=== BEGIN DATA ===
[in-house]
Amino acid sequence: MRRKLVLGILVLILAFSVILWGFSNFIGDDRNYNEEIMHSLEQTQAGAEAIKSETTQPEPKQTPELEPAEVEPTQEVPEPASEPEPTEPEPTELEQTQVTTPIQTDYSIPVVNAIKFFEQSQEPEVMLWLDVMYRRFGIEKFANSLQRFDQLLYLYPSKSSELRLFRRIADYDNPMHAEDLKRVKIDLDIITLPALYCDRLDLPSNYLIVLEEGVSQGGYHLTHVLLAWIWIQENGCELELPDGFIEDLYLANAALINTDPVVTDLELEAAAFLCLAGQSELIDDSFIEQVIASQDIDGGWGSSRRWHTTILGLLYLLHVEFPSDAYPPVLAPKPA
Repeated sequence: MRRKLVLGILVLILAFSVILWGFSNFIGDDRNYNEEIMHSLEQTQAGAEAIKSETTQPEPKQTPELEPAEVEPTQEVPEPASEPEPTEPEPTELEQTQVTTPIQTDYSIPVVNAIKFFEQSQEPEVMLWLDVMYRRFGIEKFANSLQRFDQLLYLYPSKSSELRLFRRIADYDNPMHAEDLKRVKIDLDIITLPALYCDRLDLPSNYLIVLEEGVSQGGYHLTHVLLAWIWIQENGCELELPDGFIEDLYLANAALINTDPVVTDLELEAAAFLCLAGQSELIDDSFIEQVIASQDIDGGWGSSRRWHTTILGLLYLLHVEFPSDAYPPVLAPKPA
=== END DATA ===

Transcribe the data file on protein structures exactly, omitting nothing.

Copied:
[in-house]
Amino acid sequence: MRRKLVLGILVLILAFSVILWGFSNFIGDDRNYNEEIMHSLEQTQAGAEAIKSETTQPEPKQTPELEPAEVEPTQEVPEPASEPEPTEPEPTELEQTQVTTPIQTDYSIPVVNAIKFFEQSQEPEVMLWLDVMYRRFGIEKFANSLQRFDQLLYLYPSKSSELRLFRRIADYDNPMHAEDLKRVKIDLDIITLPALYCDRLDLPSNYLIVLEEGVSQGGYHLTHVLLAWIWIQENGCELELPDGFIEDLYLANAALINTDPVVTDLELEAAAFLCLAGQSELIDDSFIEQVIASQDIDGGWGSSRRWHTTILGLLYLLHVEFPSDAYPPVLAPKPA
Repeated sequence: MRRKLVLGILVLILAFSVILWGFSNFIGDDRNYNEEIMHSLEQTQAGAEAIKSETTQPEPKQTPELEPAEVEPTQEVPEPASEPEPTEPEPTELEQTQVTTPIQTDYSIPVVNAIKFFEQSQEPEVMLWLDVMYRRFGIEKFANSLQRFDQLLYLYPSKSSELRLFRRIADYDNPMHAEDLKRVKIDLDIITLPALYCDRLDLPSNYLIVLEEGVSQGGYHLTHVLLAWIWIQENGCELELPDGFIEDLYLANAALINTDPVVTDLELEAAAFLCLAGQSELIDDSFIEQVIASQDIDGGWGSSRRWHTTILGLLYLLHVEFPSDAYPPVLAPKPA